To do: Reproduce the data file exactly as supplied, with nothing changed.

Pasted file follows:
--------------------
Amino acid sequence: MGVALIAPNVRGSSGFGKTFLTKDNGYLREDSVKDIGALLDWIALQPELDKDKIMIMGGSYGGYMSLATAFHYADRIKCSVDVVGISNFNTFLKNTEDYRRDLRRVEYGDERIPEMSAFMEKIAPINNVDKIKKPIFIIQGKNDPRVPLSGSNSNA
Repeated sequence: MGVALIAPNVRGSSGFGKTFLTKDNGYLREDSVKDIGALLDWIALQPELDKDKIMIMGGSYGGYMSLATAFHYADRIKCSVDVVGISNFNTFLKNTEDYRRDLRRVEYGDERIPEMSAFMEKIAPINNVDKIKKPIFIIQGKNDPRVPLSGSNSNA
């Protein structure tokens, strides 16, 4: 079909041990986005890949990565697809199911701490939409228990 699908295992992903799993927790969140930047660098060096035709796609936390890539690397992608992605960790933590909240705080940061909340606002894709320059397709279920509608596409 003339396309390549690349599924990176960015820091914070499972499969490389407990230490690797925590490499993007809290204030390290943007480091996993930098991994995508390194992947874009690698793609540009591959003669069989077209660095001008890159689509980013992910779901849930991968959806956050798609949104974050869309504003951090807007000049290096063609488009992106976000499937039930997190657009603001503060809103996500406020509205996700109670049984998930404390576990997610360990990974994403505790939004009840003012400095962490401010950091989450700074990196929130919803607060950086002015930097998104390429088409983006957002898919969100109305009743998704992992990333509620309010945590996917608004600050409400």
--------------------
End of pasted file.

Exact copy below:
Amino acid sequence: MGVALIAPNVRGSSGFGKTFLTKDNGYLREDSVKDIGALLDWIALQPELDKDKIMIMGGSYGGYMSLATAFHYADRIKCSVDVVGISNFNTFLKNTEDYRRDLRRVEYGDERIPEMSAFMEKIAPINNVDKIKKPIFIIQGKNDPRVPLSGSNSNA
Repeated sequence: MGVALIAPNVRGSSGFGKTFLTKDNGYLREDSVKDIGALLDWIALQPELDKDKIMIMGGSYGGYMSLATAFHYADRIKCSVDVVGISNFNTFLKNTEDYRRDLRRVEYGDERIPEMSAFMEKIAPINNVDKIKKPIFIIQGKNDPRVPLSGSNSNA
């Protein structure tokens, strides 16, 4: 079909041990986005890949990565697809199911701490939409228990 699908295992992903799993927790969140930047660098060096035709796609936390890539690397992608992605960790933590909240705080940061909340606002894709320059397709279920509608596409 003339396309390549690349599924990176960015820091914070499972499969490389407990230490690797925590490499993007809290204030390290943007480091996993930098991994995508390194992947874009690698793609540009591959003669069989077209660095001008890159689509980013992910779901849930991968959806956050798609949104974050869309504003951090807007000049290096063609488009992106976000499937039930997190657009603001503060809103996500406020509205996700109670049984998930404390576990997610360990990974994403505790939004009840003012400095962490401010950091989450700074990196929130919803607060950086002015930097998104390429088409983006957002898919969100109305009743998704992992990333509620309010945590996917608004600050409400």